Read the full article by Abby Patkin (MetroWest Daily News)
“Backyard ice skaters, rejoice: Natick has lifted its ban on non-essential outdoor water use.
Last Friday’s announcement came more than six months after the town began relying on the Elm Bank Water Treatment Plant after finding a high level of PFAS chemicals in another source of its drinking water.
Relying on Elm Bank — which typically has seasonal limits on usage — as a primary source allowed the town to keep up its water supply while working to minimize the chemicals, but necessitated the emergency ban.
What are PFAS?
PFAS are a group of chemicals found in a variety of products, including electronics, fabrics and even firefighting foam, according to the U.S. Environmental Protection Agency. High levels of exposure to certain PFAS may negatively impact health, according to the EPA.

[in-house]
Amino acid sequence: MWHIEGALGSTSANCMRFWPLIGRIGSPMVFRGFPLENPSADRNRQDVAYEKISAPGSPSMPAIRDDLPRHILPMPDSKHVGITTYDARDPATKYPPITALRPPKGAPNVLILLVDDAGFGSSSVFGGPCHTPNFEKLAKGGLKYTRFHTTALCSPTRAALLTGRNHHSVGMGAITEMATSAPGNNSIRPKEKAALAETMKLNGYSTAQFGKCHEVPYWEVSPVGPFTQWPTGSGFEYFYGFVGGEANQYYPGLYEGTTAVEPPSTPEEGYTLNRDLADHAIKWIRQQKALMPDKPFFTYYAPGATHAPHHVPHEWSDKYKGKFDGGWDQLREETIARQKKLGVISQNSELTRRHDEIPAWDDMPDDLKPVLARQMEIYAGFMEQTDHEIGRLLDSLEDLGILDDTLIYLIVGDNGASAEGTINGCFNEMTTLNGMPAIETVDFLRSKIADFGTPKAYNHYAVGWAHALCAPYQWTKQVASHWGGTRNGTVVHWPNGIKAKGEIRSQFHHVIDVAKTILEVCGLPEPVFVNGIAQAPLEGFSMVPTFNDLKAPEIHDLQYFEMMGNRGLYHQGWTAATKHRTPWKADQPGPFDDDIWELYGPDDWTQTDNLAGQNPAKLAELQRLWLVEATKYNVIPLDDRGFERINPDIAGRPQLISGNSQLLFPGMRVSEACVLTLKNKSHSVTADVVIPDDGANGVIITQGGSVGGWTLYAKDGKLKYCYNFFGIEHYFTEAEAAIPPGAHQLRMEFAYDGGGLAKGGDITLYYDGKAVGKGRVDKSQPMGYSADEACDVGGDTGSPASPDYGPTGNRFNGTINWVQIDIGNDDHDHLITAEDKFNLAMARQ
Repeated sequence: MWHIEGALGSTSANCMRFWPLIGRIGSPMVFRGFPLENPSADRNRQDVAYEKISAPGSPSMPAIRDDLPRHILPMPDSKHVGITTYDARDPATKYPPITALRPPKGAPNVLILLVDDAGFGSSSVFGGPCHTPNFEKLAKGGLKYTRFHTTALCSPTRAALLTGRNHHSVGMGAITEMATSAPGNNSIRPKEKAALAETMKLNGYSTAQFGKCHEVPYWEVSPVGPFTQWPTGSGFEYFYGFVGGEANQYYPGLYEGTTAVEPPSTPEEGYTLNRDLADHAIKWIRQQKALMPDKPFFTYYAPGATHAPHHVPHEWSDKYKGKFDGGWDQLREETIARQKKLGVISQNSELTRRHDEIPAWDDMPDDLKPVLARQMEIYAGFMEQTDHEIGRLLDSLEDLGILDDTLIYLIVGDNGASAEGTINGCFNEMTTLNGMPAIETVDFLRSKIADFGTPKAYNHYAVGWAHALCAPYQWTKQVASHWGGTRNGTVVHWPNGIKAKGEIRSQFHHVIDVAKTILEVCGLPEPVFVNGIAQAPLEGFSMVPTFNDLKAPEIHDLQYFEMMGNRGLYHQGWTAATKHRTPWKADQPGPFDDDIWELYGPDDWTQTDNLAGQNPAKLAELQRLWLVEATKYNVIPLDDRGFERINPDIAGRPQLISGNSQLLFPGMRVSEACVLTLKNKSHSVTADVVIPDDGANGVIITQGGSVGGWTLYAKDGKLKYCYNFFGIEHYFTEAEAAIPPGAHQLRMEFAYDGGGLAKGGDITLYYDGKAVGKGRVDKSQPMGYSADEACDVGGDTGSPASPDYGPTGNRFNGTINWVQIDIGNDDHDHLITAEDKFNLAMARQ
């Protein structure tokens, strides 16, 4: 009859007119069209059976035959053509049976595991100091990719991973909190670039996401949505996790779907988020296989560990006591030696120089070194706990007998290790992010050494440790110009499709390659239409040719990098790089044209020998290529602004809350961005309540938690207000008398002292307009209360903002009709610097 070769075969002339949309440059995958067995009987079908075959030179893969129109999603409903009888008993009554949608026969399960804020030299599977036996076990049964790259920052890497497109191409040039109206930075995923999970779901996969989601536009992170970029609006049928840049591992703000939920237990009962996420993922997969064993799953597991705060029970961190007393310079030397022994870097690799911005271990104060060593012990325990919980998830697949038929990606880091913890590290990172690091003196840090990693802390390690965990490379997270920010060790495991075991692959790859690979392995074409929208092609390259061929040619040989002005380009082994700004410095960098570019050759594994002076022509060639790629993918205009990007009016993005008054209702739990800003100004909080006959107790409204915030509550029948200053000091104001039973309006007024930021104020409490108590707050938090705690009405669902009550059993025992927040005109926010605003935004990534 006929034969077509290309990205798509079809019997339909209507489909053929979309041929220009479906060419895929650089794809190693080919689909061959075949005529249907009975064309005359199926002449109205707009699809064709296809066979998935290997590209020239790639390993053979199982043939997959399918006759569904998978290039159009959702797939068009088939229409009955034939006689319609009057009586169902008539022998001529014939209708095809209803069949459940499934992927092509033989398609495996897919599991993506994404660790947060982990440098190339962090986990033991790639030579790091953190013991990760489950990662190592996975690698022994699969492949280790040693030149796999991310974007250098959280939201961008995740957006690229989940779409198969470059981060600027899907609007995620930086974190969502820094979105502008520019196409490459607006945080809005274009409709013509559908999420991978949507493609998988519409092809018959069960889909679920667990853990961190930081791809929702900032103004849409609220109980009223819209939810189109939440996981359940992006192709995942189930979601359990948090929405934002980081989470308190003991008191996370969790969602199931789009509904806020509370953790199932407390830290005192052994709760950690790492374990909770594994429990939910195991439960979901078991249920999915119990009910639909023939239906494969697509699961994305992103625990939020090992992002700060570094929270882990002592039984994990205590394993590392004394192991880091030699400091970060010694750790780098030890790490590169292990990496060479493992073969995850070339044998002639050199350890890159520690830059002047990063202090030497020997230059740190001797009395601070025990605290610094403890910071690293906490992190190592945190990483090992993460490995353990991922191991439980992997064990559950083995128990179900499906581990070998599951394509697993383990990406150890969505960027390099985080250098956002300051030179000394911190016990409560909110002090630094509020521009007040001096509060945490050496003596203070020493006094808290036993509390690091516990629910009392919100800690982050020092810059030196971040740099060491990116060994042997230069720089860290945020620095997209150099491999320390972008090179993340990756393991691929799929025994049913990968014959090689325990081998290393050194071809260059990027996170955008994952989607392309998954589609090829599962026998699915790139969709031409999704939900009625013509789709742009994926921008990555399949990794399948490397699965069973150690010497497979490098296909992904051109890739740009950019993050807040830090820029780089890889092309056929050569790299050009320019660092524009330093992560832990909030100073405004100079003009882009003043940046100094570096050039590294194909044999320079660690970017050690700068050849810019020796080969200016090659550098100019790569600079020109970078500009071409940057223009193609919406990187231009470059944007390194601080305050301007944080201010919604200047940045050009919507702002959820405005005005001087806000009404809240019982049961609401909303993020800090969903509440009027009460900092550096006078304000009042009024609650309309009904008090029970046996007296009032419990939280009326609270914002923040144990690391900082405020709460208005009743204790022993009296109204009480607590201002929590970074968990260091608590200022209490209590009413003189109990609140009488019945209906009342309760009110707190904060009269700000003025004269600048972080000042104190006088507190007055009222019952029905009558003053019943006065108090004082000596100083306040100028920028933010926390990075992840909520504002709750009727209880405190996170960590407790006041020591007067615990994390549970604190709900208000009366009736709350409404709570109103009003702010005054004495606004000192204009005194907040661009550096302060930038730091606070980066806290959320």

Since the Massachusetts Department of Environmental Protection (MassDEP) put the town on notice earlier this year, Natick has undertaken corrective actions to reduce the concentration of PFAS in its water supply, Director of Public Works Jeremy Marsette told the Select Board last week.
‘That plan has been a success thus far, in that throughout the year, for almost a year now, we have not been issued another notice of noncompliance,’ Marsette said.
MassDEP allows a maximum of 20 parts-per-trillion of PFAS and measures compliance quarterly, he explained.
There is no federal standard, but Marsette said the EPA is likely to issue one next year.”…